Extra Table is committed to fighting food insecurity with nutritious foods. Credit: Photo courtesy Extra Table

Securing a job is not enough to guarantee a person won’t go hungry, finds the latest report from Hunger Free America, a New York-based nonprofit.

In Mississippi, nearly 12 percent of working adults lived in households that couldn’t always afford enough food between 2016 and 2018. Nearly half a million people in Mississippi were food insecure, making it the third hungriest state in the nation.

Mississippi is one of just six states that has not enacted its own minimum wage, one of the factors that determines a person’s ability to afford food, according to the report. Most employees in those states are covered under the federal minimum wage of $7.25, which hasn’t increased since 2009.

The report authors found that hungry Mississippians would need to spend $227 million more on food to meet their basic needs and spend as much on food as non-hungry Mississippians. Higher wages and increased Supplemental Nutrition Assistance Program spending could help bridge the gap.

Mississippi stopped waiving the federal work requirement for non-disabled food assistance recipients in 2016, a similar move the federal government is set to impose on all states. Under new U.S. Department of Agriculture rules set to take effect in April, some Mississippi recipients could see benefit increases of more than $14 a month.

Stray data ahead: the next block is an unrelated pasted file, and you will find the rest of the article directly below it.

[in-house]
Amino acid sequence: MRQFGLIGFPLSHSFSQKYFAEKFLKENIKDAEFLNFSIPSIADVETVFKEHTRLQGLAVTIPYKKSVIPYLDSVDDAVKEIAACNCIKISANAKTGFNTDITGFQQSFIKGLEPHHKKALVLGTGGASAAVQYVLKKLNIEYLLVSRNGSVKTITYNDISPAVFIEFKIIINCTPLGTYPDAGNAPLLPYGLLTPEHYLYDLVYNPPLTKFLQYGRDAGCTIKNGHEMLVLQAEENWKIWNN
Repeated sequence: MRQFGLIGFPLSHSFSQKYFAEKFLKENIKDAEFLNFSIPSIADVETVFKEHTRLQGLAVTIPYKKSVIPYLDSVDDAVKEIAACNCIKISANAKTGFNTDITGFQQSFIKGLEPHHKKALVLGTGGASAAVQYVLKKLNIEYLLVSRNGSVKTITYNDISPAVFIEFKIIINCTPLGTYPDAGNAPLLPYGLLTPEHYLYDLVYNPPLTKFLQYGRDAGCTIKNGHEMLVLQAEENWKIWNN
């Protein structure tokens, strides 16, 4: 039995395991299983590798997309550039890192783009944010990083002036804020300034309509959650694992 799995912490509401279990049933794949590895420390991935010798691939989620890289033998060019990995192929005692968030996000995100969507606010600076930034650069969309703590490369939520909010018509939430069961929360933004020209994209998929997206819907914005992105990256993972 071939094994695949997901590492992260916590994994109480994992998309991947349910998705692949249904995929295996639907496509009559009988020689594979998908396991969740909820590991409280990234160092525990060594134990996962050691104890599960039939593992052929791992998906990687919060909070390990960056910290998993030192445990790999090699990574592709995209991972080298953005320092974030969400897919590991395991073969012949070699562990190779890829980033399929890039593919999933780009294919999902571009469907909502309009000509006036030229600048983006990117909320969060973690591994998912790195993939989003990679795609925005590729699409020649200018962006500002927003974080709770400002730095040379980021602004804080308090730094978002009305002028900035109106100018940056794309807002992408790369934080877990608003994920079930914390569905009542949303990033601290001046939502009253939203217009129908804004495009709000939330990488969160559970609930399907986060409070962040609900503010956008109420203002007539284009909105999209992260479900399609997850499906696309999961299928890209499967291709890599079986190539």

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Anna Wolfe is a Pulitzer Prize-winning investigative reporter who covers inequity and corruption in government safety net programs, nonprofit service providers and institutions affecting the marginalized. She began reporting for Mississippi Today in 2018, after she approached the editor with the idea of starting a poverty beat, the first of its kind in the state. Wolfe has received national recognition for her years-long coverage of Mississippi’s welfare program, in which she exposed new details about how officials funneled tens of millions of federal public assistance funds away from needy families and instead to their friends, families and the pet projects of famous athletes. Since joining Mississippi Today, she has received several national honors including the Pulitzer Prize for Local Reporting, the Livingston Award, two Goldsmith Prizes for Investigative Reporting, the Collier Prize for State Government Accountability, the Sacred Cat Award, the Nellie Bly Award, the John Jay/Harry Frank Guggenheim Excellence in Criminal Justice Reporting Award, the Al Neuharth Innovation in Investigative Journalism Award, the Sidney Award, the National Press Foundation’s Poverty and Inequality Award and others. Previously, Wolfe worked for three years at Clarion Ledger, Mississippi’s statewide newspaper, where she covered city hall, health care, and wrote stories about hunger and medical billing, earning the Bill Minor Prize for Investigative Journalism two years in a row. Born and raised on the Puget Sound in Washington State, Wolfe moved to Mississippi in 2012 to attend Mississippi State University, where she currently serves on the Digital Journalism Advisory Board. She has lived in Jackson, Mississippi since graduating in 2014.